Written by Sean Ellis & Frank E. Flowers
Directed by Sean Ellis
Manila has the highest population density on the planet. Per square mile there are 111,002 people; by comparison my home of Chicago is only 11,868. While many economists look at the Phillipines as an marketon the rise, the disparity in wealth is the worst in Asia, with the richest families accounting for over 50% of the country’s total family income while the poorest account for less than 5%. In Manila, the rich live in gated communities while the poor live in slums, squatting on abandoned government-owned land. It’s important to know these facts when approaching Sean Ellis’ Metro Manila, because the city plays such a large role in determining the destiny of its characters.
Oscar Ramirez (Jake Macapagal) and his wife Mai (Althea Vega) are rice farmers who decide moving to the city will yield better opportunities for themselves and their two young children. Rice isn’t fetching the same price it used to – not even enough to buy seed for the next season – so this plan doesn’t seem like the worst idea, until the Ramirezes get there and are swindled out of their savings and find themselves homeless and starving. Through chance, Oscar finds himself as a guard for an armored car delivery service; his wife becomes a comfort girl at a seedy bar that lets her kids sleep in the dressing room. At no point does Oscar admonish his wife for having to do what many men in these types of films dread the most, and it’s one of the most telling aspects of the film. This is how desperate these times are, and that their love for each other is about sacrifice – not ownership – and that they must live for each other and for the lives of their children.
Every hand that reaches out to help the Ramirezes, if any, only does so with the intention to exploit them for personal gain, and it’s because of this that Metro Manila can feel as oppressive as its subject matter. Watching Oscar and his family run into nothing but one duplicitous schemer after another can be as overwhelmingly smothering as the city itself, bursting with people on top of people on top of people. While it’s necessary for the film to bear down on these characters to see how strong their wills hold up, it sometimes borders on contrivance with a reliance on some of the “greatest hits” of immigrant exploitation films of the past. However, it doesn’t seem as though this movie is trying to present this particular story – with tropes found in a sub-genre that includes films like this year’s The Immigrant and Stephen Frears’ Dirty Pretty Things(2002) – as something new. The story remains the same, only the location has changed. Metro Manila is at once foreign and even exotic, but it’s heart is identifiable no matter where you reside. Oscar sacrificing his life for a paltry wage to protect other people’s riches and Mai being reduced to using her body to make money isn’t just isolated to Manila – it happens to men and women the world over and has been for very long time.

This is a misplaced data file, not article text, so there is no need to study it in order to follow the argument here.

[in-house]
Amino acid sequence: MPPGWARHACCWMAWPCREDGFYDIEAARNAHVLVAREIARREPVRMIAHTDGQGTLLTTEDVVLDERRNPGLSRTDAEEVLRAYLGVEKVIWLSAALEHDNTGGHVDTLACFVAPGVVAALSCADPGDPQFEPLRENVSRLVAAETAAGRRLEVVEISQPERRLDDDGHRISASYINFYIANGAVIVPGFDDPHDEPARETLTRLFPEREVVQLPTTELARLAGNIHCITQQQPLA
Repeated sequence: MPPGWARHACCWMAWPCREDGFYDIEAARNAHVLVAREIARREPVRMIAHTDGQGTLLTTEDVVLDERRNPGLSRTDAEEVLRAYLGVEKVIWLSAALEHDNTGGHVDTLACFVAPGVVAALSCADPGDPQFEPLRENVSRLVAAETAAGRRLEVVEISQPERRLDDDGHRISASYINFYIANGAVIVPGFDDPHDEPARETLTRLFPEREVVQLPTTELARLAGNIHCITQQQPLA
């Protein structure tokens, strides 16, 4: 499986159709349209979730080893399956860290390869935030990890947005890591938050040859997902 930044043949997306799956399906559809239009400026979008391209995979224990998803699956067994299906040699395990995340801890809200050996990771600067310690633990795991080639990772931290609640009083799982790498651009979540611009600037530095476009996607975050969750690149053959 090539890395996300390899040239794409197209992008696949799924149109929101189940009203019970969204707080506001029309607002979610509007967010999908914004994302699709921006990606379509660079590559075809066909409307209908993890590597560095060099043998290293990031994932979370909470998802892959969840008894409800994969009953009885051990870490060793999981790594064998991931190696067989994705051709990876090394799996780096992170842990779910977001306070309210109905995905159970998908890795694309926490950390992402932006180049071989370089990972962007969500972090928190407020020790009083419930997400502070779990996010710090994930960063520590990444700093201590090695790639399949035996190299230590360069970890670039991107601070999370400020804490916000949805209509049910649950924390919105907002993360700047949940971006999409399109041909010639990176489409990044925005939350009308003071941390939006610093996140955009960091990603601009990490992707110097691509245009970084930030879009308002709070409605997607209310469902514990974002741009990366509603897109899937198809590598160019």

Sean Ellis isn’t Filipino. A British filmmaker who emerged with his Academy Award nominated short film Cashback(2004), which he turned into a first feature, Ellis had visited the country once, and found himself wanting to make a movie about the people of Manila. What allows an outsider like Ellis to make a film like Metro Manila is the ability to find universal truths in his character’s situation. A speech given by Oscar’s partner Ong (played with honest conviction and desperation by John Arcilla) has him extolling the foolishness of the lottery, but it reveals what he perceives to be the methodology in which people manage to exist in such a harsh word. He tells Oscar that no one really knows any one who has won, but people keep lining up to do it because hope is enough. Ong, however, knows that winning is ultimately impossible. This cynical and fatalistic approach underlies almost every character we run into in Metro Manila, save for the Ramirez family. Ellis’ film posits that this mindset is a product of when the capitalist exploitation of labor meets an overabundance of laborers; laborers who not only recognize that they’re being exploited, but who must in turn take advantage of and oppress each other to succeed. When human value is measured monetarily – in a world where economy dictates survival – it becomes very easy to treat each other as disposable commodities. Metro Manila acknowledges these troubling realities, but still manages to remain hopeful that our sacrifices for the love of others are not in vain.